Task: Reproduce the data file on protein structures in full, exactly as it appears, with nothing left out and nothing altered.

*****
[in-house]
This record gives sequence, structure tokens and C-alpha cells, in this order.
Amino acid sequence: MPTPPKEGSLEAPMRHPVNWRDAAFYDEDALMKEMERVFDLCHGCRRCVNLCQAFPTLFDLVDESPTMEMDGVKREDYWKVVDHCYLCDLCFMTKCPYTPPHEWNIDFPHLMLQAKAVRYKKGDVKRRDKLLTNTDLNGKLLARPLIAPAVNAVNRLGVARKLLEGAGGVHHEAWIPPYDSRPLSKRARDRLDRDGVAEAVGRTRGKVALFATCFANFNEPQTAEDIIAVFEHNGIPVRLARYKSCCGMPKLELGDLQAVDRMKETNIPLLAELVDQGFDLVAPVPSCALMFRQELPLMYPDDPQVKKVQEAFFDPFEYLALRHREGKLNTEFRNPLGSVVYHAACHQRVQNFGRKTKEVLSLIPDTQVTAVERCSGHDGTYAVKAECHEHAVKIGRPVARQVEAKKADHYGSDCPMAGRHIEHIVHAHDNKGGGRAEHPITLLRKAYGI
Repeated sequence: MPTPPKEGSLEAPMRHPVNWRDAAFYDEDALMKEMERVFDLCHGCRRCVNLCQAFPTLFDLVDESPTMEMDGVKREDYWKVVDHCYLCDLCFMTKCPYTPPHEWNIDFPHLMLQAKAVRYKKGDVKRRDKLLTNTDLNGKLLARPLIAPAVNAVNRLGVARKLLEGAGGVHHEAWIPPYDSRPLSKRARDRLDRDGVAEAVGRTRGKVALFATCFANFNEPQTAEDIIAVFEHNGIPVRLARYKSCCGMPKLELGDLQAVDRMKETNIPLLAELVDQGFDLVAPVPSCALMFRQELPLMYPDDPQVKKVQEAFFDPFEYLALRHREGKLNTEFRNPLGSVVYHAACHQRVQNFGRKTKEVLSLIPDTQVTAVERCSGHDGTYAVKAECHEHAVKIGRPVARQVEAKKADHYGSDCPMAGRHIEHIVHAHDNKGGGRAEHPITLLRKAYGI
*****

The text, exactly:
[in-house]
This record gives sequence, structure tokens and C-alpha cells, in this order.
Amino acid sequence: MPTPPKEGSLEAPMRHPVNWRDAAFYDEDALMKEMERVFDLCHGCRRCVNLCQAFPTLFDLVDESPTMEMDGVKREDYWKVVDHCYLCDLCFMTKCPYTPPHEWNIDFPHLMLQAKAVRYKKGDVKRRDKLLTNTDLNGKLLARPLIAPAVNAVNRLGVARKLLEGAGGVHHEAWIPPYDSRPLSKRARDRLDRDGVAEAVGRTRGKVALFATCFANFNEPQTAEDIIAVFEHNGIPVRLARYKSCCGMPKLELGDLQAVDRMKETNIPLLAELVDQGFDLVAPVPSCALMFRQELPLMYPDDPQVKKVQEAFFDPFEYLALRHREGKLNTEFRNPLGSVVYHAACHQRVQNFGRKTKEVLSLIPDTQVTAVERCSGHDGTYAVKAECHEHAVKIGRPVARQVEAKKADHYGSDCPMAGRHIEHIVHAHDNKGGGRAEHPITLLRKAYGI
Repeated sequence: MPTPPKEGSLEAPMRHPVNWRDAAFYDEDALMKEMERVFDLCHGCRRCVNLCQAFPTLFDLVDESPTMEMDGVKREDYWKVVDHCYLCDLCFMTKCPYTPPHEWNIDFPHLMLQAKAVRYKKGDVKRRDKLLTNTDLNGKLLARPLIAPAVNAVNRLGVARKLLEGAGGVHHEAWIPPYDSRPLSKRARDRLDRDGVAEAVGRTRGKVALFATCFANFNEPQTAEDIIAVFEHNGIPVRLARYKSCCGMPKLELGDLQAVDRMKETNIPLLAELVDQGFDLVAPVPSCALMFRQELPLMYPDDPQVKKVQEAFFDPFEYLALRHREGKLNTEFRNPLGSVVYHAACHQRVQNFGRKTKEVLSLIPDTQVTAVERCSGHDGTYAVKAECHEHAVKIGRPVARQVEAKKADHYGSDCPMAGRHIEHIVHAHDNKGGGRAEHPITLLRKAYGI